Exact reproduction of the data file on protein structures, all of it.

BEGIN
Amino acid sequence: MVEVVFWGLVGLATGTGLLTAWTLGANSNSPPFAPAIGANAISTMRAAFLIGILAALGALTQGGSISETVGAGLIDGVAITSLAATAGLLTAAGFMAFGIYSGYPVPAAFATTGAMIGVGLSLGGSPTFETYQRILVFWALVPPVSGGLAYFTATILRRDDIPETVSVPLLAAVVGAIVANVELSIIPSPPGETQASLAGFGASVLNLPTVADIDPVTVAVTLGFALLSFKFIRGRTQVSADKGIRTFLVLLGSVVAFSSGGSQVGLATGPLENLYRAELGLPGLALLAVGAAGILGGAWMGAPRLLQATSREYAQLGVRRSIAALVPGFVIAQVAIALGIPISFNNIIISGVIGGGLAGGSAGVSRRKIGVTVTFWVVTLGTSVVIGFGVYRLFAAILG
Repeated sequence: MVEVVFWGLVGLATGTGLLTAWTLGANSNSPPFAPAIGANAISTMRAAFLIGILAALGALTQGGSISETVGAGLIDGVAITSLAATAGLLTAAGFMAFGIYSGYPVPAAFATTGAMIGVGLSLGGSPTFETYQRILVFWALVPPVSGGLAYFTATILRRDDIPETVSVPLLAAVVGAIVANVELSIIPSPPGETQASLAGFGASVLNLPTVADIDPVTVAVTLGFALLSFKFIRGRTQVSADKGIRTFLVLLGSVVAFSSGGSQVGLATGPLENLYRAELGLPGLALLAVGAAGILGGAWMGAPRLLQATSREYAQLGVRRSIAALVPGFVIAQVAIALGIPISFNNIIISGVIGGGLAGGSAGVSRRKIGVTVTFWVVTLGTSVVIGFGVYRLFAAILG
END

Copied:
Amino acid sequence: MVEVVFWGLVGLATGTGLLTAWTLGANSNSPPFAPAIGANAISTMRAAFLIGILAALGALTQGGSISETVGAGLIDGVAITSLAATAGLLTAAGFMAFGIYSGYPVPAAFATTGAMIGVGLSLGGSPTFETYQRILVFWALVPPVSGGLAYFTATILRRDDIPETVSVPLLAAVVGAIVANVELSIIPSPPGETQASLAGFGASVLNLPTVADIDPVTVAVTLGFALLSFKFIRGRTQVSADKGIRTFLVLLGSVVAFSSGGSQVGLATGPLENLYRAELGLPGLALLAVGAAGILGGAWMGAPRLLQATSREYAQLGVRRSIAALVPGFVIAQVAIALGIPISFNNIIISGVIGGGLAGGSAGVSRRKIGVTVTFWVVTLGTSVVIGFGVYRLFAAILG
Repeated sequence: MVEVVFWGLVGLATGTGLLTAWTLGANSNSPPFAPAIGANAISTMRAAFLIGILAALGALTQGGSISETVGAGLIDGVAITSLAATAGLLTAAGFMAFGIYSGYPVPAAFATTGAMIGVGLSLGGSPTFETYQRILVFWALVPPVSGGLAYFTATILRRDDIPETVSVPLLAAVVGAIVANVELSIIPSPPGETQASLAGFGASVLNLPTVADIDPVTVAVTLGFALLSFKFIRGRTQVSADKGIRTFLVLLGSVVAFSSGGSQVGLATGPLENLYRAELGLPGLALLAVGAAGILGGAWMGAPRLLQATSREYAQLGVRRSIAALVPGFVIAQVAIALGIPISFNNIIISGVIGGGLAGGSAGVSRRKIGVTVTFWVVTLGTSVVIGFGVYRLFAAILG